This is not my first situation dealing with the word nigger, and it will by no means be my last. The terms of the debate surrounding the issue usually fall within:
Who can use it? / How should it be used? / Is it different when Black people say it? / What to do when non-Black people say it? / Who is a nigger? / What is a nigga? /Something about appropriation. / A little about reclamation.
My disclaimer to you: this entry ain’t about that, but uses those frames to launch into a broader discussion of language, Black protest, and perhaps just how fucked up this world is. I’ll use the incident that I was involved in last night concerning the word nigger and hopefully meditate on something a bit different/grimmer/humbling.
THE SCENE: My final summer in Orange County, I decided to stick around campus and serve as a Resident Advisor for summer students (free rent before Chicago). I was placed in the dorm I worked during the school year as an RA, the African-American Studies themed house. During the summer, it’s simply a dorm, no theme, but me being me, I decided to leave the afro-centric/black loving decorations up for all my lovely non-Black students. Seriously, in this house I’m the only Black person, besides Miles Davis, Judith Jamison, Malcolm X, Bob Marley, MLK, Fred Hampton, Marion Anderson, Angela Davis, Booker T, and the other Black leaders that adorn the walls.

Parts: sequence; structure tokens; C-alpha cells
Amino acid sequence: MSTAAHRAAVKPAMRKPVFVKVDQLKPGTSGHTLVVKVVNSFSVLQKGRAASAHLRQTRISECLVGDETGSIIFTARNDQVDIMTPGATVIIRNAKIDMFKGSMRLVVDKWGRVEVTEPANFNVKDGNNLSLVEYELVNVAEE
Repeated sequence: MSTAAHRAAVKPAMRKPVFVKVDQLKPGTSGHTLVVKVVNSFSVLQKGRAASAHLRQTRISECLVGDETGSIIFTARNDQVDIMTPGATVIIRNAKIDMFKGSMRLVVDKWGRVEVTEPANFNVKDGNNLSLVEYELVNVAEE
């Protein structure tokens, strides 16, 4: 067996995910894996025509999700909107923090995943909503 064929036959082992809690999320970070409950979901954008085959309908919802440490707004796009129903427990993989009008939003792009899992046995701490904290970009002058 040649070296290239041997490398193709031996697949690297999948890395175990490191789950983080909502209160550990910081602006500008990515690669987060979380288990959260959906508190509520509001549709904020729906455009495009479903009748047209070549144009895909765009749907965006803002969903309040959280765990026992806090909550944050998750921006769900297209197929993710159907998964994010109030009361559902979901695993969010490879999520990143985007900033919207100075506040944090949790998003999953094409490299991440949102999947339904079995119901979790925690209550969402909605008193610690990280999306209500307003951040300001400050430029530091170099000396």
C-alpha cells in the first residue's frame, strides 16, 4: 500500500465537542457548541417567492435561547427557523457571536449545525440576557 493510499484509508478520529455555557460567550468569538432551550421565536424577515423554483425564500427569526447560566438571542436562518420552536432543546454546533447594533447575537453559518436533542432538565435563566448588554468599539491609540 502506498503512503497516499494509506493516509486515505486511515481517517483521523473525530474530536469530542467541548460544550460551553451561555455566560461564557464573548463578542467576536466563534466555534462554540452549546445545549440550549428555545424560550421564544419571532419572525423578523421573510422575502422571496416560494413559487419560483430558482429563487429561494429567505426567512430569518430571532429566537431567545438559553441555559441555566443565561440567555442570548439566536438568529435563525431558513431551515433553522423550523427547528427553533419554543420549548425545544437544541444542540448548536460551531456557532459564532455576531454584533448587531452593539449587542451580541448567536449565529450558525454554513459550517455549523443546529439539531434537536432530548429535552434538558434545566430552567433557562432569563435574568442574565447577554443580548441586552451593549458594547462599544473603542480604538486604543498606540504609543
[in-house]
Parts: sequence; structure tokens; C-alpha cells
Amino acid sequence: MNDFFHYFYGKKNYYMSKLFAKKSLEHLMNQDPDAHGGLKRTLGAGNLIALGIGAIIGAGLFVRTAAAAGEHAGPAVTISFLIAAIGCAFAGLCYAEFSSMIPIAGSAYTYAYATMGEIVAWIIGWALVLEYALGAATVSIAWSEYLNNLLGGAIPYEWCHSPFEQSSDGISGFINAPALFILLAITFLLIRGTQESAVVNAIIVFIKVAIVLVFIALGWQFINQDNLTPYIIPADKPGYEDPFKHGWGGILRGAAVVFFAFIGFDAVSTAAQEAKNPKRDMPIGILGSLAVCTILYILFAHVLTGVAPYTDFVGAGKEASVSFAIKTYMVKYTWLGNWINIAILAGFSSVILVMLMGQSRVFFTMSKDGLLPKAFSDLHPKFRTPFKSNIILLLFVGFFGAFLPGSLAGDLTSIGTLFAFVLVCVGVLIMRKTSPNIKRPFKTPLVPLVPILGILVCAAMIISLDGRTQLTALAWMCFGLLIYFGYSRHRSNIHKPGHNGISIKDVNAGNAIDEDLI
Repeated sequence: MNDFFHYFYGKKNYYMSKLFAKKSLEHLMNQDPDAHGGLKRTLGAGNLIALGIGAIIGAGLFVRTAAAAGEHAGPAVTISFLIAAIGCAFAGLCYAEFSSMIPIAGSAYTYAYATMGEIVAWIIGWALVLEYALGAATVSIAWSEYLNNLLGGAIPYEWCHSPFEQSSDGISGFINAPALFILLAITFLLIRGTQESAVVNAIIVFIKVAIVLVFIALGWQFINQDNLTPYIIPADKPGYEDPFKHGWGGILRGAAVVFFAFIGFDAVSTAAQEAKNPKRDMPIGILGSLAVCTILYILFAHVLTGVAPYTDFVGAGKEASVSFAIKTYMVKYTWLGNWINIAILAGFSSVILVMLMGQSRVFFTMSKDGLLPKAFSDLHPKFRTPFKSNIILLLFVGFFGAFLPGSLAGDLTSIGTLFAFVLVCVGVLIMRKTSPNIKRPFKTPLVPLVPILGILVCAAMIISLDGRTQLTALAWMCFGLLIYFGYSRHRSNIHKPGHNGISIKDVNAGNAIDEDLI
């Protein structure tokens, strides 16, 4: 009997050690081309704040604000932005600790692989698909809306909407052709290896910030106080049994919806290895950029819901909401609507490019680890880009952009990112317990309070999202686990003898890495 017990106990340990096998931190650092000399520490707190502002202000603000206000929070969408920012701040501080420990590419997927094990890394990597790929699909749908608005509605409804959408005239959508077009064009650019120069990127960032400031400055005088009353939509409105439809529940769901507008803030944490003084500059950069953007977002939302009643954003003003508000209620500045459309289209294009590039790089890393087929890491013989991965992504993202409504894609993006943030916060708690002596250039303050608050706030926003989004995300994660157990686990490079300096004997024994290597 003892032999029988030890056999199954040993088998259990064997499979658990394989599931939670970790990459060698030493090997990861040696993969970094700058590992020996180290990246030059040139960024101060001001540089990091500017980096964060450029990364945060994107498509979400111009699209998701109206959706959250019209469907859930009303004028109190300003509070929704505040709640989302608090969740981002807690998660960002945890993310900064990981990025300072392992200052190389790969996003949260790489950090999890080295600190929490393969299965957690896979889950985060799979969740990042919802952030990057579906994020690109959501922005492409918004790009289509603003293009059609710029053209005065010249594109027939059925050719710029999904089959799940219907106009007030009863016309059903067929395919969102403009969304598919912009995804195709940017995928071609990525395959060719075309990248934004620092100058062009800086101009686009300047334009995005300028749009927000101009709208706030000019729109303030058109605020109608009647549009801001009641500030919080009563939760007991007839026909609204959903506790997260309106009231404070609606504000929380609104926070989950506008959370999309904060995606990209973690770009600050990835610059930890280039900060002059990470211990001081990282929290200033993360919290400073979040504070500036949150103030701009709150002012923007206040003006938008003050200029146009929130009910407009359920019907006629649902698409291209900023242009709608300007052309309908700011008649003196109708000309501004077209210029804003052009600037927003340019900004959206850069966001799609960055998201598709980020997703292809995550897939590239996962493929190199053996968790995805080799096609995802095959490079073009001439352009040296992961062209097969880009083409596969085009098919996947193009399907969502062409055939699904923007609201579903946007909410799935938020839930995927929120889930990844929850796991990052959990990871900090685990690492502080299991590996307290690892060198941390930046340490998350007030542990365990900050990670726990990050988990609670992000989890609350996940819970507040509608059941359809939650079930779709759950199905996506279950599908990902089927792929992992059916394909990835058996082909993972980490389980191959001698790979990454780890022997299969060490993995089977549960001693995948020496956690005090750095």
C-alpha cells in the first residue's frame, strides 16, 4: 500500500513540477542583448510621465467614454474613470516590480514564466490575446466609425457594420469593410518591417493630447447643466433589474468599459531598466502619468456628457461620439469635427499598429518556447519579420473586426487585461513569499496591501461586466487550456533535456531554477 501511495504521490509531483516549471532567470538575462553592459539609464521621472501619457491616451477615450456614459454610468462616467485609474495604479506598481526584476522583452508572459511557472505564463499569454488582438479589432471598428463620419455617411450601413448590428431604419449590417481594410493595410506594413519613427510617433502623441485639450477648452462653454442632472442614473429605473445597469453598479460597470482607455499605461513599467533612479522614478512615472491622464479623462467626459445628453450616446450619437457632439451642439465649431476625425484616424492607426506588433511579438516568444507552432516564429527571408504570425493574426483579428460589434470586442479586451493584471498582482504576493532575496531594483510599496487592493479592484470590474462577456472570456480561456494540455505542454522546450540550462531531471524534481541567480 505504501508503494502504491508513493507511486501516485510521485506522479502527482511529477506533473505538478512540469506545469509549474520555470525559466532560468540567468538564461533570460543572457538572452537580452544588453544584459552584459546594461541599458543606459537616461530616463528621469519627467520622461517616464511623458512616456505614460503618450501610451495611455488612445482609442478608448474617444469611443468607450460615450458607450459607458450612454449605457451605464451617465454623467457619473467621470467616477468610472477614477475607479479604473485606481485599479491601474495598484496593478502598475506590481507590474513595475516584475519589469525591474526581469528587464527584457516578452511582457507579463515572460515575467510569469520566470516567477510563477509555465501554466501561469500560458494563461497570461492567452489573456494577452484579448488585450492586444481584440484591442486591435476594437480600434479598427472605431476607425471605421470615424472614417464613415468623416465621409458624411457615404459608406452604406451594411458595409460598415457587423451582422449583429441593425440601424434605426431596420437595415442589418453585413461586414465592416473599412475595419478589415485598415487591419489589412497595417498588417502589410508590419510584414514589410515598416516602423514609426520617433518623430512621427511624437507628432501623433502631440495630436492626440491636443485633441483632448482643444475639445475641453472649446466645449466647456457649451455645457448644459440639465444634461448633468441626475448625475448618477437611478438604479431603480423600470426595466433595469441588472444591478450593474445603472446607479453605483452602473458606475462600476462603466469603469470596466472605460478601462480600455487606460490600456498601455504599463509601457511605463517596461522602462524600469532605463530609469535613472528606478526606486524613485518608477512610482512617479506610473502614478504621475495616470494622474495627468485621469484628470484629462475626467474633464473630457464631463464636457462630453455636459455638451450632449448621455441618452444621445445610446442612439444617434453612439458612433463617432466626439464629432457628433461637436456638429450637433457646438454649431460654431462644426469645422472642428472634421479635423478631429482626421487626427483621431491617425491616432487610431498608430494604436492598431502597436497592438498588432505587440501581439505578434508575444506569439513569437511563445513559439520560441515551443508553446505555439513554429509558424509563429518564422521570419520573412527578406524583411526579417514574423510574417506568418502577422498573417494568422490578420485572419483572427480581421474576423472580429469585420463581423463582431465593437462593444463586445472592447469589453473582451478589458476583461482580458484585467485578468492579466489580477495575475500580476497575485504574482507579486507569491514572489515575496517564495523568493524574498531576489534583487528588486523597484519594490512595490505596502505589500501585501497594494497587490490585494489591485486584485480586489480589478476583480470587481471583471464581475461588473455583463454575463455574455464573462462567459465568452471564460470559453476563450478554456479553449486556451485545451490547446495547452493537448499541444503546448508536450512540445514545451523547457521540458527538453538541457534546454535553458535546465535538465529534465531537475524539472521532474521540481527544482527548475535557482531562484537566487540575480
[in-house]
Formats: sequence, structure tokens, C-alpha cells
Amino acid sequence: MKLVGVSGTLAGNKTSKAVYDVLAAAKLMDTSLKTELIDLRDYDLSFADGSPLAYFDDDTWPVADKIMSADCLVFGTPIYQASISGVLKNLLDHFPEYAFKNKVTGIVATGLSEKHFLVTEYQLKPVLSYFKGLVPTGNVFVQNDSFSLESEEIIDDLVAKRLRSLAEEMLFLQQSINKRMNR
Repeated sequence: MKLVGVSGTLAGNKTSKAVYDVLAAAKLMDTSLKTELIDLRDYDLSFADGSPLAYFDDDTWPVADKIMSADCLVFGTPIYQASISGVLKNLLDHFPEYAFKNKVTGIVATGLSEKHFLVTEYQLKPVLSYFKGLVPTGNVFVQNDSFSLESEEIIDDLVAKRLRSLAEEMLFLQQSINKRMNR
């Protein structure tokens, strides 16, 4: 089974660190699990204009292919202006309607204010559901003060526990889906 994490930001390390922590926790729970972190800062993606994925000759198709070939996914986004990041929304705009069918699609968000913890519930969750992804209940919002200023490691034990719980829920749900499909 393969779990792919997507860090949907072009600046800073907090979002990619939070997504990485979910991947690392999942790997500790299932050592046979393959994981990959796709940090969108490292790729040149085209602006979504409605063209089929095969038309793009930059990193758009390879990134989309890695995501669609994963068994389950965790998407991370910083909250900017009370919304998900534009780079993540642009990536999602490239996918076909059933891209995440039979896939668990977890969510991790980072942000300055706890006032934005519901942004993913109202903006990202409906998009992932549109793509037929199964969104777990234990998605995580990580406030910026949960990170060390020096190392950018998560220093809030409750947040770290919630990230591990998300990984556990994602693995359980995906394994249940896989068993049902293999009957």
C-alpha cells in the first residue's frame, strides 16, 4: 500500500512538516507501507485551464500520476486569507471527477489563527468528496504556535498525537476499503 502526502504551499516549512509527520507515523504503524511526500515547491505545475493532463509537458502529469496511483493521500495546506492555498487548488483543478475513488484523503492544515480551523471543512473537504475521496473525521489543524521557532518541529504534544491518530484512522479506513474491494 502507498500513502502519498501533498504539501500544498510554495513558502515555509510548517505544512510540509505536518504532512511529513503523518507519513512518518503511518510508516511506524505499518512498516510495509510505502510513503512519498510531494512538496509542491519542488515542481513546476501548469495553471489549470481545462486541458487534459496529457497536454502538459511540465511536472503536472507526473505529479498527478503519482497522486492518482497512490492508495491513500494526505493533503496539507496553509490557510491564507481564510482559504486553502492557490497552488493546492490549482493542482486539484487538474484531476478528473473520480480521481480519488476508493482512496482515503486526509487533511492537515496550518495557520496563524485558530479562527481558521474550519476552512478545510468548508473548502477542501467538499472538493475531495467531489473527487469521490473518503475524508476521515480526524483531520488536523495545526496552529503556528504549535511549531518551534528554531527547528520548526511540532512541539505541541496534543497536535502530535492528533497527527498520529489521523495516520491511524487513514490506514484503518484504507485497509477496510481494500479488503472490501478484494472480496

Last night I was sitting in the house study room, reading parts of Nella Larson’s Passing and Toni Morrison’s Sula, along with a chapter from Barbara Johnson’s The Feminist Difference. It was some side research –a kind of distraction from what I actually should have been studying, but I was still reading Black and queer, with a smile on my face. A group of residents were in the next room watching a movie and from what I could tell having a good time, laughter, conversation, and smiles all around. My headphones were in, so I wasn’t too distracted from them. NIGGER or perhaps it was NIGGA that I thought I heard from the other room, but I wasn’t too sure. I wasn’t sure if it was the TV or one of the three white males in the room, or perhaps the Asian female. Regardless, I wasn’t sure exactly what I heard, or where/who it was coming from, so I decided not to engage, plus Beyonce was playing in my headphones, and why ruin my night with pointless argument (I use pointless purposefully, which I hope will become clear by the end of this entry).